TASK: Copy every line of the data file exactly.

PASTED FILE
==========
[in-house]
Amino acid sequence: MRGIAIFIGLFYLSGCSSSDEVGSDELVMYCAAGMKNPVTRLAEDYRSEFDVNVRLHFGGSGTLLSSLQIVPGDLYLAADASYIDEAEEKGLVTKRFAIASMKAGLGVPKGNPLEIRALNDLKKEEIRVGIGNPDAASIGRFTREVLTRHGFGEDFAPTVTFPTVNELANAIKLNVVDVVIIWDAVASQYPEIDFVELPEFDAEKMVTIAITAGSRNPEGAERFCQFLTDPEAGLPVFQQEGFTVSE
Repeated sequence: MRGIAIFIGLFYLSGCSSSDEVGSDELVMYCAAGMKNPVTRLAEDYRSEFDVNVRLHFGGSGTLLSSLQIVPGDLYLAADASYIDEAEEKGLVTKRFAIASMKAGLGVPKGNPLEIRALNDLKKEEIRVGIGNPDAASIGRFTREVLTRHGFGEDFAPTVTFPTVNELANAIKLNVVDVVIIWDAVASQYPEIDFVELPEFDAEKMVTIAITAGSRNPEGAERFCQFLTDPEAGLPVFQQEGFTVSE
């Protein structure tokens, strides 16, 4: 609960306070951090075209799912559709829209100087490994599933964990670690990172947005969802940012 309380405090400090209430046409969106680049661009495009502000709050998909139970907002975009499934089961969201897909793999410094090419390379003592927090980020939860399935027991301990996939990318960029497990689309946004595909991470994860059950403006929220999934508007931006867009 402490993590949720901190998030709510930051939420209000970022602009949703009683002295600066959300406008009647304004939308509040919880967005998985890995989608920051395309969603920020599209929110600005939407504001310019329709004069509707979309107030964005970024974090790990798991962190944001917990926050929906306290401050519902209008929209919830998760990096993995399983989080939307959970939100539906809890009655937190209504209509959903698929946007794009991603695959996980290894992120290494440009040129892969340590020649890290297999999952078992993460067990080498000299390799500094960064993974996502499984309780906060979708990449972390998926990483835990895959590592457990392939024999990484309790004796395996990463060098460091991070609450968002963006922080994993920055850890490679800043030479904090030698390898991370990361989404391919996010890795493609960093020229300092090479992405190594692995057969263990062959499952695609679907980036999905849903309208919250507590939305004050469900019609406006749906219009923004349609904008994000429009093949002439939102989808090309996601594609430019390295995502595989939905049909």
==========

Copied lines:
[in-house]
Amino acid sequence: MRGIAIFIGLFYLSGCSSSDEVGSDELVMYCAAGMKNPVTRLAEDYRSEFDVNVRLHFGGSGTLLSSLQIVPGDLYLAADASYIDEAEEKGLVTKRFAIASMKAGLGVPKGNPLEIRALNDLKKEEIRVGIGNPDAASIGRFTREVLTRHGFGEDFAPTVTFPTVNELANAIKLNVVDVVIIWDAVASQYPEIDFVELPEFDAEKMVTIAITAGSRNPEGAERFCQFLTDPEAGLPVFQQEGFTVSE
Repeated sequence: MRGIAIFIGLFYLSGCSSSDEVGSDELVMYCAAGMKNPVTRLAEDYRSEFDVNVRLHFGGSGTLLSSLQIVPGDLYLAADASYIDEAEEKGLVTKRFAIASMKAGLGVPKGNPLEIRALNDLKKEEIRVGIGNPDAASIGRFTREVLTRHGFGEDFAPTVTFPTVNELANAIKLNVVDVVIIWDAVASQYPEIDFVELPEFDAEKMVTIAITAGSRNPEGAERFCQFLTDPEAGLPVFQQEGFTVSE
């Protein structure tokens, strides 16, 4: 609960306070951090075209799912559709829209100087490994599933964990670690990172947005969802940012 309380405090400090209430046409969106680049661009495009502000709050998909139970907002975009499934089961969201897909793999410094090419390379003592927090980020939860399935027991301990996939990318960029497990689309946004595909991470994860059950403006929220999934508007931006867009 402490993590949720901190998030709510930051939420209000970022602009949703009683002295600066959300406008009647304004939308509040919880967005998985890995989608920051395309969603920020599209929110600005939407504001310019329709004069509707979309107030964005970024974090790990798991962190944001917990926050929906306290401050519902209008929209919830998760990096993995399983989080939307959970939100539906809890009655937190209504209509959903698929946007794009991603695959996980290894992120290494440009040129892969340590020649890290297999999952078992993460067990080498000299390799500094960064993974996502499984309780906060979708990449972390998926990483835990895959590592457990392939024999990484309790004796395996990463060098460091991070609450968002963006922080994993920055850890490679800043030479904090030698390898991370990361989404391919996010890795493609960093020229300092090479992405190594692995057969263990062959499952695609679907980036999905849903309208919250507590939305004050469900019609406006749906219009923004349609904008994000429009093949002439939102989808090309996601594609430019390295995502595989939905049909």